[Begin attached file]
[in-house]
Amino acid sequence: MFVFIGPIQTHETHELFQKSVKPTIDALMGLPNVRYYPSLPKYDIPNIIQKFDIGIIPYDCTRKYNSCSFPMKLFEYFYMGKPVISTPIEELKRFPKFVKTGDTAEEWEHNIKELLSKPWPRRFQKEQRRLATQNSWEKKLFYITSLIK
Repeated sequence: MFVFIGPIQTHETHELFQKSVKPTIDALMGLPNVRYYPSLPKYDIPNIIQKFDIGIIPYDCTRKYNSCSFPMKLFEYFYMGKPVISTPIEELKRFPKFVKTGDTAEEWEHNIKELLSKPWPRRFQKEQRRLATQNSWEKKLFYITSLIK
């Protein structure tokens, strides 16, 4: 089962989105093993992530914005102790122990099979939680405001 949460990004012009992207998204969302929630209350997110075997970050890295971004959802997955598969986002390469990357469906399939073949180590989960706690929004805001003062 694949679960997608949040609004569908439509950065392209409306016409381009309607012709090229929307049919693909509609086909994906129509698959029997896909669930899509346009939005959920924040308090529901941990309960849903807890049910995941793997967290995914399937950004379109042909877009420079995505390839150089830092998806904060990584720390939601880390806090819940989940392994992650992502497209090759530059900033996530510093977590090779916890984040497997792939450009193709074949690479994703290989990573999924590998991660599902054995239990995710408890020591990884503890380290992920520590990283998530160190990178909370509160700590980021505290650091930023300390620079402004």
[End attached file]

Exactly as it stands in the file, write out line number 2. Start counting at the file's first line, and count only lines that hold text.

Amino acid sequence: MFVFIGPIQTHETHELFQKSVKPTIDALMGLPNVRYYPSLPKYDIPNIIQKFDIGIIPYDCTRKYNSCSFPMKLFEYFYMGKPVISTPIEELKRFPKFVKTGDTAEEWEHNIKELLSKPWPRRFQKEQRRLATQNSWEKKLFYITSLIK